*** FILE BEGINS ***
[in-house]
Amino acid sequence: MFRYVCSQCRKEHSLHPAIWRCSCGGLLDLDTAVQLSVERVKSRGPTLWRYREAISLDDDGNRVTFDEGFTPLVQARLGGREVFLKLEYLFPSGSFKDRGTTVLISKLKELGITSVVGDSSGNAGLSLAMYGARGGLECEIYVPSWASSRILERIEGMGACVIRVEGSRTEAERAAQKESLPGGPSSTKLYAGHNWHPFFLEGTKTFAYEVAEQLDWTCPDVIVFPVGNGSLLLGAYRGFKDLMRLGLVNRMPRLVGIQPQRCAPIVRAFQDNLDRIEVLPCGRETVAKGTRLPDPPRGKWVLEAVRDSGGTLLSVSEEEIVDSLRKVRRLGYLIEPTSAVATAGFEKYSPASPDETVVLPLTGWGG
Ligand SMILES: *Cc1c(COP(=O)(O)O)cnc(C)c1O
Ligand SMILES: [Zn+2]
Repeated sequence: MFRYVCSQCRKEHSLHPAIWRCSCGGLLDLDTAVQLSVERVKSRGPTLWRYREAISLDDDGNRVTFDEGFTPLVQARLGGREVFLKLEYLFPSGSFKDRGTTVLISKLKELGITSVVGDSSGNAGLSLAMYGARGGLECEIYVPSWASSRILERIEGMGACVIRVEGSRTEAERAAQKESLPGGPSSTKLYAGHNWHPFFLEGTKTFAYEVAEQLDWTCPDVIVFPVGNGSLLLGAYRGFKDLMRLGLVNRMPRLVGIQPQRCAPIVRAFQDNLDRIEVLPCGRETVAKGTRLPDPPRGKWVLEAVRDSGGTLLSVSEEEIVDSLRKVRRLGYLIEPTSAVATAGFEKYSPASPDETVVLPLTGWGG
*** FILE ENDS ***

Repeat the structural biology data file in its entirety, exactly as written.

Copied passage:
[in-house]
Amino acid sequence: MFRYVCSQCRKEHSLHPAIWRCSCGGLLDLDTAVQLSVERVKSRGPTLWRYREAISLDDDGNRVTFDEGFTPLVQARLGGREVFLKLEYLFPSGSFKDRGTTVLISKLKELGITSVVGDSSGNAGLSLAMYGARGGLECEIYVPSWASSRILERIEGMGACVIRVEGSRTEAERAAQKESLPGGPSSTKLYAGHNWHPFFLEGTKTFAYEVAEQLDWTCPDVIVFPVGNGSLLLGAYRGFKDLMRLGLVNRMPRLVGIQPQRCAPIVRAFQDNLDRIEVLPCGRETVAKGTRLPDPPRGKWVLEAVRDSGGTLLSVSEEEIVDSLRKVRRLGYLIEPTSAVATAGFEKYSPASPDETVVLPLTGWGG
Ligand SMILES: *Cc1c(COP(=O)(O)O)cnc(C)c1O
Ligand SMILES: [Zn+2]
Repeated sequence: MFRYVCSQCRKEHSLHPAIWRCSCGGLLDLDTAVQLSVERVKSRGPTLWRYREAISLDDDGNRVTFDEGFTPLVQARLGGREVFLKLEYLFPSGSFKDRGTTVLISKLKELGITSVVGDSSGNAGLSLAMYGARGGLECEIYVPSWASSRILERIEGMGACVIRVEGSRTEAERAAQKESLPGGPSSTKLYAGHNWHPFFLEGTKTFAYEVAEQLDWTCPDVIVFPVGNGSLLLGAYRGFKDLMRLGLVNRMPRLVGIQPQRCAPIVRAFQDNLDRIEVLPCGRETVAKGTRLPDPPRGKWVLEAVRDSGGTLLSVSEEEIVDSLRKVRRLGYLIEPTSAVATAGFEKYSPASPDETVVLPLTGWGG